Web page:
By Simon Fried, Chief Business Officer and Co-Founder of Nano Dimension
Companies developing printers capable of printing 3D electronics for Aerospace and Defense companies (A&D) face many challenges to ensure high performance and reliability to meet industry specifications and standards. In part 1 of this article, I listed some of the challenges in the development of parts for the A&D industry. In part 2, I will discuss how 3D-printed electronics can get innovative PCB ideas off the ground quickly.
3D printing offers endless possibilities for the rapid prototyping of structural electronics, embedded components and sensors, multi-layered wiring and new geometries in A&D industries. The vertical and horizontal PCB will make way for the off-set via or the fully printed coil. Having the ability to print a variety of rigid or flexible substrates, even within the same object, could lead to the discovery of totally new application of products, in all shapes and sizes imaginable.
This technology requires the development of very precise new hardware with three axes and also high performance functional ink formulations offering properties such as conductance, controlled impedance, and resistivity engineered to deliver the right amount adhesion and offering specific mechanical properties. Small deviations from specifications means the PCB needs to undergo new tests. Moreover, it requires advanced software that can convert standard PCB Gerber design files into a 3D-printable file. Software for the design and validation of freeform circuit geometries will also become necessary.
With specialized additive manufacturing technology, A&D developers, engineers, and product designers eventually will be able to 3D-print complete devices, with circuit boards printed within them. The possibilities include flexible circuit boards that bend with interconnections, as well as connections in places currently unimaginable – in a matter of hours. Devices like these might be created to replace damaged wearable devices for military personnel on deployment, for instance. In this way, 3D-printed electronics has the potential to play a primary role in keeping up with the changing needs of A&D customers for device miniaturization and customization.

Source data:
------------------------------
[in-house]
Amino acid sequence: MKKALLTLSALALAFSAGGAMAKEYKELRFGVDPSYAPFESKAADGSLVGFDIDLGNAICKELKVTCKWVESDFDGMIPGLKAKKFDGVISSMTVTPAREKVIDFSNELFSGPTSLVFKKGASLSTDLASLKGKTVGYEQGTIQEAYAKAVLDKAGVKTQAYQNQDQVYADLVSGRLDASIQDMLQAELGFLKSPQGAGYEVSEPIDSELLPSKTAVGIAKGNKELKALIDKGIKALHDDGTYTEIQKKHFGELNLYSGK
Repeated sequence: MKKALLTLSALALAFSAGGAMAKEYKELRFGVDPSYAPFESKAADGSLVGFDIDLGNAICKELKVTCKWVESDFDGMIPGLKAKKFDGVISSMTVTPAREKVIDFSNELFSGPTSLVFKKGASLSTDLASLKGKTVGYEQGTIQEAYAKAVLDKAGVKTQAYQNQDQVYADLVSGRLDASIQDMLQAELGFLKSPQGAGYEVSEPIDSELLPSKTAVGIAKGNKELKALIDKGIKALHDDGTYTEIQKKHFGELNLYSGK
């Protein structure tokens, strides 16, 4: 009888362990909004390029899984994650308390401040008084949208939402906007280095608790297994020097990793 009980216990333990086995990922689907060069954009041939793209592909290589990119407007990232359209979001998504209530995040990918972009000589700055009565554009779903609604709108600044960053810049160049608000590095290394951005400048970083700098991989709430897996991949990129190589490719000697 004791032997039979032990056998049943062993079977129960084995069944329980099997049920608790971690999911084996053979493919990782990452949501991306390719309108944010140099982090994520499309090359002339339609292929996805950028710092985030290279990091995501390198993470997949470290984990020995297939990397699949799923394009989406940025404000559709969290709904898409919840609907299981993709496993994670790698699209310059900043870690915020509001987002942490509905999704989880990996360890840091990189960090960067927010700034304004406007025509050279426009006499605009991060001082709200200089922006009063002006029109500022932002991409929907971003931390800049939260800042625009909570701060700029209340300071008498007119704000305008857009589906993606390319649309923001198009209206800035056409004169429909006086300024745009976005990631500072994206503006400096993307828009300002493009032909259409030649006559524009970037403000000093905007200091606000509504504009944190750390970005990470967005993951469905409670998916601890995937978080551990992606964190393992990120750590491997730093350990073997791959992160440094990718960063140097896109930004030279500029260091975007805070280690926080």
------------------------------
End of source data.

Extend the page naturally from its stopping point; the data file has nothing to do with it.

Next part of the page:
The first commercially available enterprise 3D PCB printer will be Nano Dimension’s DragonFly 2020 3D Printer. It is a highly accurate and versatile inkjet deposition system for printing multilayer circuit boards. With its innovative and unique hardware, the DragonFly 2020 brings new possibilities to a wide range of R&D, prototyping, and custom manufacturing projects. Nano Dimension is also developing highly conductive silver nano-inks and high performance dielectrics for use with the printers, and has developed novel software enabling Gerber file printing to be seamlessly integrated into the 3D printer.
The DragonFly 2020 3D Printer features a printing size of ca. 20cm x 20cm x 0.3 cm. The 3D printer prints ca. 90 µm (3.5 Mil.) traces of conductive and dielectric ink, based on current performance figures.
3D printed electronics is rapidly developing to be at the forefront of 3D printing technology, and as more and more A&D designers and engineers begin to understand the benefits, it will undoubtedly be utilized to speed development of next-generation electronics – in all shapes and sizes imaginable.